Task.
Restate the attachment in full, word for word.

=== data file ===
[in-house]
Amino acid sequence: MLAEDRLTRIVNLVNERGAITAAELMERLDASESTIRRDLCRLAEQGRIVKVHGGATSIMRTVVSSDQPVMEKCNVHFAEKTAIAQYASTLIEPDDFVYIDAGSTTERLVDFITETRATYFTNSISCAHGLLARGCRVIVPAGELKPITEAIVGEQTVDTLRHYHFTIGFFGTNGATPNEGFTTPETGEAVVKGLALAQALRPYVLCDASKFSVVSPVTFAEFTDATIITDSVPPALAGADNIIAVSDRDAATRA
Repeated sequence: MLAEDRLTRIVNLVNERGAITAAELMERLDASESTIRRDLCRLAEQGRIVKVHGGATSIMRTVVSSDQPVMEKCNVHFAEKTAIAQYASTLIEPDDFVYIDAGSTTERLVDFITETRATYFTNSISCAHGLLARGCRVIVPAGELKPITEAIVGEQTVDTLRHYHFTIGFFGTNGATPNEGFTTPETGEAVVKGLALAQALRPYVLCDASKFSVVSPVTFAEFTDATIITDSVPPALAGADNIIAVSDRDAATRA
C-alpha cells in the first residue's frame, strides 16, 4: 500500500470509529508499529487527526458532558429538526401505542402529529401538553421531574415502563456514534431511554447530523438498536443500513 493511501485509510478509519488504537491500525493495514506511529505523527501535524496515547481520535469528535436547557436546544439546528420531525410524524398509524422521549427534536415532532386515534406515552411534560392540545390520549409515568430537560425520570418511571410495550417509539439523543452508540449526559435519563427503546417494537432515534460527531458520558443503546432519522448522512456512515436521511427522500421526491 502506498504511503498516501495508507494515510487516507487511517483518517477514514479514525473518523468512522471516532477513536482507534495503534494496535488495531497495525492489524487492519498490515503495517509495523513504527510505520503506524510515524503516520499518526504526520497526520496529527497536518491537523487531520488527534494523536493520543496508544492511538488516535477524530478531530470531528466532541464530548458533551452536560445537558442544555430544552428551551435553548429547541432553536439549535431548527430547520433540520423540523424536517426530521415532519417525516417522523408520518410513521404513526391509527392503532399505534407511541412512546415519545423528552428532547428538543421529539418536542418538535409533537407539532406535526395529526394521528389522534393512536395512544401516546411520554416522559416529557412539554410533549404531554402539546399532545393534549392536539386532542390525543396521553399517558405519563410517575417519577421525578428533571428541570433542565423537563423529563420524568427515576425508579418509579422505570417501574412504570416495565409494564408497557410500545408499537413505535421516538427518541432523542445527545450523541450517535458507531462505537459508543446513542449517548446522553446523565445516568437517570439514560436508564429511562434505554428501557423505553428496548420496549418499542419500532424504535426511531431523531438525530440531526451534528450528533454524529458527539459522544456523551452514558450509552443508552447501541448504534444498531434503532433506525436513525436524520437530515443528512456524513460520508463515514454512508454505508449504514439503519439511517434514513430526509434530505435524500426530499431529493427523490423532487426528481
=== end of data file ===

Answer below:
[in-house]
Amino acid sequence: MLAEDRLTRIVNLVNERGAITAAELMERLDASESTIRRDLCRLAEQGRIVKVHGGATSIMRTVVSSDQPVMEKCNVHFAEKTAIAQYASTLIEPDDFVYIDAGSTTERLVDFITETRATYFTNSISCAHGLLARGCRVIVPAGELKPITEAIVGEQTVDTLRHYHFTIGFFGTNGATPNEGFTTPETGEAVVKGLALAQALRPYVLCDASKFSVVSPVTFAEFTDATIITDSVPPALAGADNIIAVSDRDAATRA
Repeated sequence: MLAEDRLTRIVNLVNERGAITAAELMERLDASESTIRRDLCRLAEQGRIVKVHGGATSIMRTVVSSDQPVMEKCNVHFAEKTAIAQYASTLIEPDDFVYIDAGSTTERLVDFITETRATYFTNSISCAHGLLARGCRVIVPAGELKPITEAIVGEQTVDTLRHYHFTIGFFGTNGATPNEGFTTPETGEAVVKGLALAQALRPYVLCDASKFSVVSPVTFAEFTDATIITDSVPPALAGADNIIAVSDRDAATRA
C-alpha cells in the first residue's frame, strides 16, 4: 500500500470509529508499529487527526458532558429538526401505542402529529401538553421531574415502563456514534431511554447530523438498536443500513 493511501485509510478509519488504537491500525493495514506511529505523527501535524496515547481520535469528535436547557436546544439546528420531525410524524398509524422521549427534536415532532386515534406515552411534560392540545390520549409515568430537560425520570418511571410495550417509539439523543452508540449526559435519563427503546417494537432515534460527531458520558443503546432519522448522512456512515436521511427522500421526491 502506498504511503498516501495508507494515510487516507487511517483518517477514514479514525473518523468512522471516532477513536482507534495503534494496535488495531497495525492489524487492519498490515503495517509495523513504527510505520503506524510515524503516520499518526504526520497526520496529527497536518491537523487531520488527534494523536493520543496508544492511538488516535477524530478531530470531528466532541464530548458533551452536560445537558442544555430544552428551551435553548429547541432553536439549535431548527430547520433540520423540523424536517426530521415532519417525516417522523408520518410513521404513526391509527392503532399505534407511541412512546415519545423528552428532547428538543421529539418536542418538535409533537407539532406535526395529526394521528389522534393512536395512544401516546411520554416522559416529557412539554410533549404531554402539546399532545393534549392536539386532542390525543396521553399517558405519563410517575417519577421525578428533571428541570433542565423537563423529563420524568427515576425508579418509579422505570417501574412504570416495565409494564408497557410500545408499537413505535421516538427518541432523542445527545450523541450517535458507531462505537459508543446513542449517548446522553446523565445516568437517570439514560436508564429511562434505554428501557423505553428496548420496549418499542419500532424504535426511531431523531438525530440531526451534528450528533454524529458527539459522544456523551452514558450509552443508552447501541448504534444498531434503532433506525436513525436524520437530515443528512456524513460520508463515514454512508454505508449504514439503519439511517434514513430526509434530505435524500426530499431529493427523490423532487426528481